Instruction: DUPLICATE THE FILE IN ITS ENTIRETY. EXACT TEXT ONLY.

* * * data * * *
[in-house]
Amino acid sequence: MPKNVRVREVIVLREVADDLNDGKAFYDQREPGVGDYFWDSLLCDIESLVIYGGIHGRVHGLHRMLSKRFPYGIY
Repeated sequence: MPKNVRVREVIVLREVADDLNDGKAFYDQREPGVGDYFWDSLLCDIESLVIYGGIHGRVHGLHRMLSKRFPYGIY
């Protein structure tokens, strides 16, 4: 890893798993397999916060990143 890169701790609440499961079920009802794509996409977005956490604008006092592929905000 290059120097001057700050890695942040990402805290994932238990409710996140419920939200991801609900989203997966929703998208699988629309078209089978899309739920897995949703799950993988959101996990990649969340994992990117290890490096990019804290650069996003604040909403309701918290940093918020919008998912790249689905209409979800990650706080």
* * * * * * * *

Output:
[in-house]
Amino acid sequence: MPKNVRVREVIVLREVADDLNDGKAFYDQREPGVGDYFWDSLLCDIESLVIYGGIHGRVHGLHRMLSKRFPYGIY
Repeated sequence: MPKNVRVREVIVLREVADDLNDGKAFYDQREPGVGDYFWDSLLCDIESLVIYGGIHGRVHGLHRMLSKRFPYGIY
């Protein structure tokens, strides 16, 4: 890893798993397999916060990143 890169701790609440499961079920009802794509996409977005956490604008006092592929905000 290059120097001057700050890695942040990402805290994932238990409710996140419920939200991801609900989203997966929703998208699988629309078209089978899309739920897995949703799950993988959101996990990649969340994992990117290890490096990019804290650069996003604040909403309701918290940093918020919008998912790249689905209409979800990650706080």